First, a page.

Restoring Public Trust in Buses: Meeting the Needs of Passengers
(This article first appeared in Intelligent Transport, 14th September 2021).
Ahead of Trapeze Group’s webinar on 28 September 2021, Paul Attenborough, Programme Director at Trapeze, sat down with Intelligent Transport to discuss some of the key learning points of the webinar and to offer some insight into the challenges that the bus industry is facing post-pandemic.
COVID-19 has had an unprecedented impact on the public transport industry. What challenges are currently being faced by the industry following the pandemic?
Obviously there has been a huge ridership impact, which affects both bus operators and regional authorities. Bus passengers are returning, and I expect that this trend will continue over the coming months, but we all know that it will take time for ridership to fully recover to pre-COVID-19 levels. And that is without fully understanding any longer-term behavioural impacts, such as the acceleration of home working trends.
However, I think that the challenge before us is not merely to position the bus industry for post-pandemic recovery; it is to present the bus as the dominant mobility solution for the next 20 years. We must evolve and enhance the bus proposition, ensuring that it is as convenient, safe and reliable as possible. In this way, we will deliver mobility that is in-line with modern passenger expectations and avoid the catastrophe of a car-led mobility future.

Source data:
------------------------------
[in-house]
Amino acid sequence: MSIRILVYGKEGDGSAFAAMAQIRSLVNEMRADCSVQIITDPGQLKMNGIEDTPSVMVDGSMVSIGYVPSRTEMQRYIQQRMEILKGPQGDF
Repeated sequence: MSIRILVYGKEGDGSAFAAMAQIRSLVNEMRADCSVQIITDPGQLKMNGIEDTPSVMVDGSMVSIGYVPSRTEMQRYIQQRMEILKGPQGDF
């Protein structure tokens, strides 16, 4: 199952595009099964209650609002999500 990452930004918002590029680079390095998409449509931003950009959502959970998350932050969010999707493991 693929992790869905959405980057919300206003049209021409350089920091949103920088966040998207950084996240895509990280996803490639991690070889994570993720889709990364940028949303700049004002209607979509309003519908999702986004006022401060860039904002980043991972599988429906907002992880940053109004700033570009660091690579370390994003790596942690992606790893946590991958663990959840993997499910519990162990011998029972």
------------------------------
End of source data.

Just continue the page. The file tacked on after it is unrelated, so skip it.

The bus industry, in particular, continues to experience reduced ridership numbers. What is the key to changing this?
Based on what we are starting to hear from returning passengers, we believe that passenger confidence is central to increasing ridership, and there are a number of ways in which we can help.
One way, which is very COVID-19-related, is cleanliness. We need to ensure that the experience whilst on the bus is in line with current passenger expectations: that means that operators must maintain vehicle cleanliness at the highest level, providing the reassurance that passengers now demand.
But what is also really important, from a confidence perspective, is punctuality and reliability. Is the service that people are paying for going to arrive? Will it turn up when described and provide the best possible level of service? These are all questions that potential passengers will be asking of buses and other modes of public transportation. We understand now how people’s buying decisions have changed during the pandemic – particularly in relation to online shopping and fast-food delivery, but these changes also relate to public transport.
Working from home and spending more time within the home ecosystem, people are now even more demanding in terms of understanding when products and services are arriving and if they will do so on time. People expect detailed and accurate information at all times, regardless of where their product or service is in the delivery timeline. Therefore, I think that, from a bus perspective, we need to make sure that we provide that same level of information and confidence.